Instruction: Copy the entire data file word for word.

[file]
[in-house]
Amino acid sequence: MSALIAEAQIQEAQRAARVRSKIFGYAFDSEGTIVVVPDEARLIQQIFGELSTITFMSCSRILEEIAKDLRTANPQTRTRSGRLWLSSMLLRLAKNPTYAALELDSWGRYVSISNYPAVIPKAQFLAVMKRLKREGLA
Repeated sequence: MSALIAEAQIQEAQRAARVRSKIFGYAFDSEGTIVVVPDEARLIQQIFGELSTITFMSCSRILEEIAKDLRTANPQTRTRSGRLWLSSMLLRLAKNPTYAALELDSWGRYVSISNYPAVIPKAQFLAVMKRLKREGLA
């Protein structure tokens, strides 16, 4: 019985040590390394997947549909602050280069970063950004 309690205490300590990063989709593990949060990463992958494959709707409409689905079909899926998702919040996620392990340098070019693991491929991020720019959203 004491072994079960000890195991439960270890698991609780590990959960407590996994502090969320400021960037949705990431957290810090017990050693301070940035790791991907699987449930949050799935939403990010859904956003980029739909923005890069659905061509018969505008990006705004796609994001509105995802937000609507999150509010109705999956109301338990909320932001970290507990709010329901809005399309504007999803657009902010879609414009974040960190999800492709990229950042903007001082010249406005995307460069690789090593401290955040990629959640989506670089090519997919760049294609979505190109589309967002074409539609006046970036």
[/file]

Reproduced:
[in-house]
Amino acid sequence: MSALIAEAQIQEAQRAARVRSKIFGYAFDSEGTIVVVPDEARLIQQIFGELSTITFMSCSRILEEIAKDLRTANPQTRTRSGRLWLSSMLLRLAKNPTYAALELDSWGRYVSISNYPAVIPKAQFLAVMKRLKREGLA
Repeated sequence: MSALIAEAQIQEAQRAARVRSKIFGYAFDSEGTIVVVPDEARLIQQIFGELSTITFMSCSRILEEIAKDLRTANPQTRTRSGRLWLSSMLLRLAKNPTYAALELDSWGRYVSISNYPAVIPKAQFLAVMKRLKREGLA
């Protein structure tokens, strides 16, 4: 019985040590390394997947549909602050280069970063950004 309690205490300590990063989709593990949060990463992958494959709707409409689905079909899926998702919040996620392990340098070019693991491929991020720019959203 004491072994079960000890195991439960270890698991609780590990959960407590996994502090969320400021960037949705990431957290810090017990050693301070940035790791991907699987449930949050799935939403990010859904956003980029739909923005890069659905061509018969505008990006705004796609994001509105995802937000609507999150509010109705999956109301338990909320932001970290507990709010329901809005399309504007999803657009902010879609414009974040960190999800492709990229950042903007001082010249406005995307460069690789090593401290955040990629959640989506670089090519997919760049294609979505190109589309967002074409539609006046970036």